The aim of India-US dialogue is that as India rises and seeks an adaptation of existing rules, it does so in a concerted manner with the US.
OUR ties with the US have improved remarkably. The number of dialogues that the two countries are holding — on energy, education, agriculture, health, development, science and technology, environment, trade, defence, counter-terrorism, non-proliferation and high technology — far exceed those with any other country.
The objective is to build Indian sectoral capacities with US technology and know-how, a process that would help India grow and provide the US greater opportunities in an expanding Indian economy.
The US position on India’s permanent membership of the UN has evolved positively, indicating that the US is inclined to open the strategic space that India claims for itself. The US has also committed itself to promoting India’s membership of the existing four non-proliferation regimes.
The US attaches importance to bilateral dialogue on global commons — air, space, sea and cyberspace. The aim is that as India rises and seeks an adaptation of existing rules, it does so in a concerted manner with the US. Freedom of navigation and securing the sea lanes of communication are areas where the US has particular interest in partnering India, given India’s dominating position in the Indian Ocean and the steady expansion of its navy.
Cybersecurity is a matter of urgent international attention and India’s emergence as a major IT power, along with the vast expansion of its telecommunications network, makes it a partner of choice to establish new rules of the game.
India’s defence ties with the US in the last decade signify greater mutual trust. In the last few years, the US has bagged orders worth about $9 billion, but it expects a greater share of defence procurements.
India is holding numerous joint military exercises with the US, especially elaborate naval exercises in the Indian Ocean area. These convey an important strategic message in view of massive trade and energy flows through these waters.
The US has described India as a lynchpin of its rebalancing towards Asia. China’s growing muscle-flexing requires the US to strengthen its presence in Asia to give confidence to its allies who may otherwise seek accommodation with China. Because of its attributes, the US clearly sees India as a vital partner in the years ahead.
India, however, is wary of this re-balancing strategy as it doubts the capacity and inclination of the US to contain China beyond a certain point because of the huge economic and financial interdependence between the two countries.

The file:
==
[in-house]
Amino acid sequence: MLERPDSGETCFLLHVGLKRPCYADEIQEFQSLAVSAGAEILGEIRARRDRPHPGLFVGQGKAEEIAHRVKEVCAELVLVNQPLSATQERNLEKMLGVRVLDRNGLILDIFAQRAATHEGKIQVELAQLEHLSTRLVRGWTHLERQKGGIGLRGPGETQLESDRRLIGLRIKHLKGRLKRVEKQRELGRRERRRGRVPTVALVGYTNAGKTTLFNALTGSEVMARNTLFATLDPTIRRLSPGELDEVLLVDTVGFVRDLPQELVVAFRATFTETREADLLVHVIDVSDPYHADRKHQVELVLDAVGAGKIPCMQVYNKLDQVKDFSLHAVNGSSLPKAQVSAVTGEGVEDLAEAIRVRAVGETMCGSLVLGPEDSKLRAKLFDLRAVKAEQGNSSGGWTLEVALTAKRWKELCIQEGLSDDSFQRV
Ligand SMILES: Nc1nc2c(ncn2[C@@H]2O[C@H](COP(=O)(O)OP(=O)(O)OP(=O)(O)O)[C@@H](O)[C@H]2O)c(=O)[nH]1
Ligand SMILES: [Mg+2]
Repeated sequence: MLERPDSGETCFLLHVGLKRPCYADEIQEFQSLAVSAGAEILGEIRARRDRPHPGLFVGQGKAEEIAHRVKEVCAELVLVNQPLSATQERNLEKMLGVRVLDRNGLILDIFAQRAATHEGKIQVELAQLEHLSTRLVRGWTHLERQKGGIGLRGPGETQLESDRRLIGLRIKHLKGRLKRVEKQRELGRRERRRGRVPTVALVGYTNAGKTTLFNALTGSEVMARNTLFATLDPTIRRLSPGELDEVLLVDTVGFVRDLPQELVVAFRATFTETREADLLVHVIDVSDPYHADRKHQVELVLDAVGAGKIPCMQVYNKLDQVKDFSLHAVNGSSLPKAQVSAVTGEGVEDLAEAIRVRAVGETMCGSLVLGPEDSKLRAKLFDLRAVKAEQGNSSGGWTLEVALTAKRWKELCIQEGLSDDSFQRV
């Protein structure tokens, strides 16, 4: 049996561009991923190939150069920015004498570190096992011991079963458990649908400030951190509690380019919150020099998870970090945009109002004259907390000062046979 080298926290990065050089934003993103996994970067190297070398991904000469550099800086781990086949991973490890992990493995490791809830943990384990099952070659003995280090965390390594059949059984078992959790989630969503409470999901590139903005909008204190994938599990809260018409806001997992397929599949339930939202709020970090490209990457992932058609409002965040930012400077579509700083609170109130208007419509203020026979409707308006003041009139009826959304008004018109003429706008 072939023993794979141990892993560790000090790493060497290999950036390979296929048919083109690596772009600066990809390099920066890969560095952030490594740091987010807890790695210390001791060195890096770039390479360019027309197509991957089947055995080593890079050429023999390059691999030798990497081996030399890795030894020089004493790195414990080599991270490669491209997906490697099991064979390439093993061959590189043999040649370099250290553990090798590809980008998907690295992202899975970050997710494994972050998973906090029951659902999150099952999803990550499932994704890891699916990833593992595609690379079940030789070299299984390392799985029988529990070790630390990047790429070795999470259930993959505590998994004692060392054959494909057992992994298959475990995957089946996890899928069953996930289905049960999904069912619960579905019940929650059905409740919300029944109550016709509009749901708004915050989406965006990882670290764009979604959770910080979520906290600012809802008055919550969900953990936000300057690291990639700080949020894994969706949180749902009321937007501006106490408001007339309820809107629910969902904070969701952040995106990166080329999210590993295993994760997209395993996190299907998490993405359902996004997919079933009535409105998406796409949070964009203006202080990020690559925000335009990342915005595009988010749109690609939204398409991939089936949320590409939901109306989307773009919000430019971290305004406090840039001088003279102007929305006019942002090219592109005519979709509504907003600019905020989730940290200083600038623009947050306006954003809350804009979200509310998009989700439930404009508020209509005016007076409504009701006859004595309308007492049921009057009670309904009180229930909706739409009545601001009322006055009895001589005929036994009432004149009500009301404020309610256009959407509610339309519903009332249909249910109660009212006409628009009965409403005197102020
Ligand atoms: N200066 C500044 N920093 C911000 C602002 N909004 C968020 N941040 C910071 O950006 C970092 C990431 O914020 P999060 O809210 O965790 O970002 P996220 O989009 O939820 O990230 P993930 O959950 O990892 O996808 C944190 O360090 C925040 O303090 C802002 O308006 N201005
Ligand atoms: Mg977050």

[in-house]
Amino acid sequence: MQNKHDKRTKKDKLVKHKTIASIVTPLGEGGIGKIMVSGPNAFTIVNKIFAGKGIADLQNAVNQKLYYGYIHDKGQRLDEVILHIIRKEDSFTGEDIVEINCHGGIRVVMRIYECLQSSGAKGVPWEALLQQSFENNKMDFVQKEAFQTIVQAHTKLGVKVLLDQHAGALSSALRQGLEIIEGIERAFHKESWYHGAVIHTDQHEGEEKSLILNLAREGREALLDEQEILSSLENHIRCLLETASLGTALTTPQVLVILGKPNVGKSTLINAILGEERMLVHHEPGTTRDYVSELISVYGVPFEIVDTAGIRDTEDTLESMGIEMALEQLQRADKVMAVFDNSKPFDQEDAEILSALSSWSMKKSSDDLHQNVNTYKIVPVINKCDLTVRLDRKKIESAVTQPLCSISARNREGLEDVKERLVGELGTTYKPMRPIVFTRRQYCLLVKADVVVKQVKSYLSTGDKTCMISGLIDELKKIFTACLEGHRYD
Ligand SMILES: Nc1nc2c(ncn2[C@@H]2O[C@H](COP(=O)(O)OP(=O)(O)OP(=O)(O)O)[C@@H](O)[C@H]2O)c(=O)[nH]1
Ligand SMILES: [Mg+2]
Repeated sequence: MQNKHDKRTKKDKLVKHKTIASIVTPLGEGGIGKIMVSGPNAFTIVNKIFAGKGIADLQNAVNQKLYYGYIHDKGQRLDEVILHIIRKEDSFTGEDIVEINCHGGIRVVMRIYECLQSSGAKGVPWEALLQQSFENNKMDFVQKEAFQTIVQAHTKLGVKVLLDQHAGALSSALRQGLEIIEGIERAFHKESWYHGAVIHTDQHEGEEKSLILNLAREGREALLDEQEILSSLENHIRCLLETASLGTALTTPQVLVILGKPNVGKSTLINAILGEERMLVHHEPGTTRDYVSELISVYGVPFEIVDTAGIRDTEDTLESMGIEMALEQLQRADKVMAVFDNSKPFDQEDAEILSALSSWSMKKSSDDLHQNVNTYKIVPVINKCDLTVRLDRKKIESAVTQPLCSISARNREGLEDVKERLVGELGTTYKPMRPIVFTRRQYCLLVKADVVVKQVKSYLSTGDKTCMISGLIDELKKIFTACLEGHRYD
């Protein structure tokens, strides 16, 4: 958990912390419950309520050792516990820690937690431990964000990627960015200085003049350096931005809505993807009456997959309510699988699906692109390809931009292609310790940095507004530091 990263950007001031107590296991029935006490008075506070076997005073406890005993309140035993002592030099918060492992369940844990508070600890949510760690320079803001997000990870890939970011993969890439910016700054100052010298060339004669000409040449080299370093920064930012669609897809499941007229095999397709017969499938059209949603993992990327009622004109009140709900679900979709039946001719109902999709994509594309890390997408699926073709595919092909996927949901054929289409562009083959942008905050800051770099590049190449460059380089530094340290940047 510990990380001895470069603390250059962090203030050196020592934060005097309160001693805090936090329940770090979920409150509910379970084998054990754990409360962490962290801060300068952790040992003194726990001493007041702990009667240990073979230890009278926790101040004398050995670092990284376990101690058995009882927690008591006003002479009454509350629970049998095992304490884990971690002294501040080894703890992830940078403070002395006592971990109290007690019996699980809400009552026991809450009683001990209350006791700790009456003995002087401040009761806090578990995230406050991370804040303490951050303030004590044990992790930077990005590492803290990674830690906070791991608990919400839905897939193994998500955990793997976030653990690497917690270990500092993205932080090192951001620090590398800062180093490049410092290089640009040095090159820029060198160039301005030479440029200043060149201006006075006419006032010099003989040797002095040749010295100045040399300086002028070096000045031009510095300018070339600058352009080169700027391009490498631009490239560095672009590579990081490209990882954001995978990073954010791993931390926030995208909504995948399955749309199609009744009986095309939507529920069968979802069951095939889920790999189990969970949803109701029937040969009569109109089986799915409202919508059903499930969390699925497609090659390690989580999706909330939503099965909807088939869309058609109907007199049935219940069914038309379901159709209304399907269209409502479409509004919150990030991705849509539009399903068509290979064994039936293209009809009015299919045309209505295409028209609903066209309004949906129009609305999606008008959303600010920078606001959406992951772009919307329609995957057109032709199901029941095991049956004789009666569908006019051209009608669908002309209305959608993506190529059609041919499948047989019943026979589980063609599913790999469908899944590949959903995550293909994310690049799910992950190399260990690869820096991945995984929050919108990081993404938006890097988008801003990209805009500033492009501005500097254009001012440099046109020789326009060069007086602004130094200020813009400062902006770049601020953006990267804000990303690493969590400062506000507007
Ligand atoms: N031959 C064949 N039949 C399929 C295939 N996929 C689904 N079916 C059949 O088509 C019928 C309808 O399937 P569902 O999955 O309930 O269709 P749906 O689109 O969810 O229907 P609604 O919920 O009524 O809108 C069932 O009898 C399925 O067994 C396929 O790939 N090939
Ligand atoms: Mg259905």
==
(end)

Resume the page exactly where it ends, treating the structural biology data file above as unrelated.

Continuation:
On the issues of terrorism and religious extremism, while bilateral cooperation in the area of counter-terrorism has progressed, the ambivalence of US policies undermines Indian interests.
The US decision to talk to the Taliban disregards India’s strong objection to any political accommodation with it without insisting on the red lines laid down by the international community. The US decision to leave Afghanistan in 2014 in conditions permitting an orderly withdrawal with the help of the Pakistani military creates a potential security problem for India.
The Iranian issue has created wrinkles in our bilateral relationship as US sanctions have interfered with India’s energy security, forcing India to reduce its oil intake from Iran quite drastically and blocking Indian investments in attractive long-term projects in the hydrocarbon sector in Iran.
The last decade has also seen a significant expansion of India-US economic ties, with trade in goods standing at $62 billion and the total exchanges amounting to over $100 billion, making the US India’s largest economic partner.
The prospects of nuclear cooperation with the US have dimmed because of our nuclear liability act. The US is pressing for signing a “small works agreement” between Westinghouse and NPCIL to register some progress to fulfil India’s commitment to order 10,000 MW of nuclear power from US reactors at two sites.
Other issues have contributed to a distinct lowering of enthusiasm for the India relationship in the US, such as perceived Indian protectionism exemplified by our Preferential Market Access decision to force foreign companies to set up manufacturing facilities in the telecom sector; Supreme Court judgment on the patents issue which has exacerbated concerns about IPRs; and retroactive application of tax legislation as in the Vodafone case. The US corporate mood towards India has soured, and this needs to be reversed.
The US is pushing for a Bilateral Investment Treaty. On climate change and WTO issues, India and the US have differences.
On the Indian side, we have problems with the new Comprehensive Immigration Bill that will put more restrictions on the movement of personnel from India to the US in the IT sector, the increased cost of H1B and L1 visas that will impose sizeable costs on the Indian IT sector.
The general view is that the relationship is now suffering from the fatigue factor.
Prime Minister Manmohan Singh and President Barack Obama will be grappling with these issues when they meet shortly.
The writer is a former Foreign Secretary of India.